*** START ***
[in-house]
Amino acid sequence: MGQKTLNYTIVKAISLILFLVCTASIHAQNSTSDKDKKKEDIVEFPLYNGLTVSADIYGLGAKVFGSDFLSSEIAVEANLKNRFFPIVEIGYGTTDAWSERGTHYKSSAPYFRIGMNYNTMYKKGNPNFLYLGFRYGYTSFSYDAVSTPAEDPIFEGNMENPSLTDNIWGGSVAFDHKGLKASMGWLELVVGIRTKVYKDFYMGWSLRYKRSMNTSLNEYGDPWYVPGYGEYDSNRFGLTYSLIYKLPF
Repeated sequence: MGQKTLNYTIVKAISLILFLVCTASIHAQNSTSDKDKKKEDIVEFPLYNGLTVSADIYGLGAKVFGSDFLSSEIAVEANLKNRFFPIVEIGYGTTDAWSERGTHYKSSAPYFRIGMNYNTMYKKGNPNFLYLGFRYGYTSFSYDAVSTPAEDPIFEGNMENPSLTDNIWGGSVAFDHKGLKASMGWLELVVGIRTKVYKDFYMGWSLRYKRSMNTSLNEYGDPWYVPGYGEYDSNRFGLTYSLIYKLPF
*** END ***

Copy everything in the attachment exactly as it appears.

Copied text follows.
[in-house]
Amino acid sequence: MGQKTLNYTIVKAISLILFLVCTASIHAQNSTSDKDKKKEDIVEFPLYNGLTVSADIYGLGAKVFGSDFLSSEIAVEANLKNRFFPIVEIGYGTTDAWSERGTHYKSSAPYFRIGMNYNTMYKKGNPNFLYLGFRYGYTSFSYDAVSTPAEDPIFEGNMENPSLTDNIWGGSVAFDHKGLKASMGWLELVVGIRTKVYKDFYMGWSLRYKRSMNTSLNEYGDPWYVPGYGEYDSNRFGLTYSLIYKLPF
Repeated sequence: MGQKTLNYTIVKAISLILFLVCTASIHAQNSTSDKDKKKEDIVEFPLYNGLTVSADIYGLGAKVFGSDFLSSEIAVEANLKNRFFPIVEIGYGTTDAWSERGTHYKSSAPYFRIGMNYNTMYKKGNPNFLYLGFRYGYTSFSYDAVSTPAEDPIFEGNMENPSLTDNIWGGSVAFDHKGLKASMGWLELVVGIRTKVYKDFYMGWSLRYKRSMNTSLNEYGDPWYVPGYGEYDSNRFGLTYSLIYKLPF